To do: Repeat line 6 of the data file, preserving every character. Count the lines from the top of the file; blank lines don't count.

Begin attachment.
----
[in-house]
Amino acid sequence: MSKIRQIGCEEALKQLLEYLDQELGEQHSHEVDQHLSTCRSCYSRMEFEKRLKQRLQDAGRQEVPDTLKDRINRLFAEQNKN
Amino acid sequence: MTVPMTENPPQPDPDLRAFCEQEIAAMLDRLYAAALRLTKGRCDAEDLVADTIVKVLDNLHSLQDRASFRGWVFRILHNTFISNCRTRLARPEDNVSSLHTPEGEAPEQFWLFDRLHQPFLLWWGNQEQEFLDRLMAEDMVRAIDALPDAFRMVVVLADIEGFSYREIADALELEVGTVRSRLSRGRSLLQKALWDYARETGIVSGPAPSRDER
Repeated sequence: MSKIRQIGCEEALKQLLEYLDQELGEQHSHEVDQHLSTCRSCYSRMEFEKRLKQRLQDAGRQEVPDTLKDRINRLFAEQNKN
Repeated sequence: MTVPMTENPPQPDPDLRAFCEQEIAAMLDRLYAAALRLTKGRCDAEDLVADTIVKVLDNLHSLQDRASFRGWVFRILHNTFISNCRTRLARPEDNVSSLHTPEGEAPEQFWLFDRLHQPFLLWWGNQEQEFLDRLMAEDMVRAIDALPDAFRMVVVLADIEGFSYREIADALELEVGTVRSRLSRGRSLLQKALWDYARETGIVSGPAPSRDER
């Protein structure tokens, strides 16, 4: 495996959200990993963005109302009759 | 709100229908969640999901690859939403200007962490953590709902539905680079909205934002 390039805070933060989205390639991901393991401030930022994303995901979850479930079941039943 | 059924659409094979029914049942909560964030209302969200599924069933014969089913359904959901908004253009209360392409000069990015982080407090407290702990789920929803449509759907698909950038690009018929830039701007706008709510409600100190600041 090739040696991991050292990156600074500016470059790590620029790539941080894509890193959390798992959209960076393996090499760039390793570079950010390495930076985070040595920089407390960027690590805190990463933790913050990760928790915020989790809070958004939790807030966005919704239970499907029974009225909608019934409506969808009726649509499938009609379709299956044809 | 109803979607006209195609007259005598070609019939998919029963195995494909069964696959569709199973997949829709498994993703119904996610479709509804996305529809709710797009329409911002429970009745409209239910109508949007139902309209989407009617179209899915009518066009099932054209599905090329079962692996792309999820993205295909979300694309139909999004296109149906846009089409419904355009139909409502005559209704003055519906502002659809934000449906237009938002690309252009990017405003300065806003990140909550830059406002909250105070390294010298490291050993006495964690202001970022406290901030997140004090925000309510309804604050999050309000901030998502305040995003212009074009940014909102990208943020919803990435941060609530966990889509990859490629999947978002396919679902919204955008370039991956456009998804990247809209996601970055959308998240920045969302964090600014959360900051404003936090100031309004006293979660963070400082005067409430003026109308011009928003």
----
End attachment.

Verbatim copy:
């Protein structure tokens, strides 16, 4: 495996959200990993963005109302009759 | 709100229908969640999901690859939403200007962490953590709902539905680079909205934002 390039805070933060989205390639991901393991401030930022994303995901979850479930079941039943 | 059924659409094979029914049942909560964030209302969200599924069933014969089913359904959901908004253009209360392409000069990015982080407090407290702990789920929803449509759907698909950038690009018929830039701007706008709510409600100190600041 090739040696991991050292990156600074500016470059790590620029790539941080894509890193959390798992959209960076393996090499760039390793570079950010390495930076985070040595920089407390960027690590805190990463933790913050990760928790915020989790809070958004939790807030966005919704239970499907029974009225909608019934409506969808009726649509499938009609379709299956044809 | 109803979607006209195609007259005598070609019939998919029963195995494909069964696959569709199973997949829709498994993703119904996610479709509804996305529809709710797009329409911002429970009745409209239910109508949007139902309209989407009617179209899915009518066009099932054209599905090329079962692996792309999820993205295909979300694309139909999004296109149906846009089409419904355009139909409502005559209704003055519906502002659809934000449906237009938002690309252009990017405003300065806003990140909550830059406002909250105070390294010298490291050993006495964690202001970022406290901030997140004090925000309510309804604050999050309000901030998502305040995003212009074009940014909102990208943020919803990435941060609530966990889509990859490629999947978002396919679902919204955008370039991956456009998804990247809209996601970055959308998240920045969302964090600014959360900051404003936090100031309004006293979660963070400082005067409430003026109308011009928003």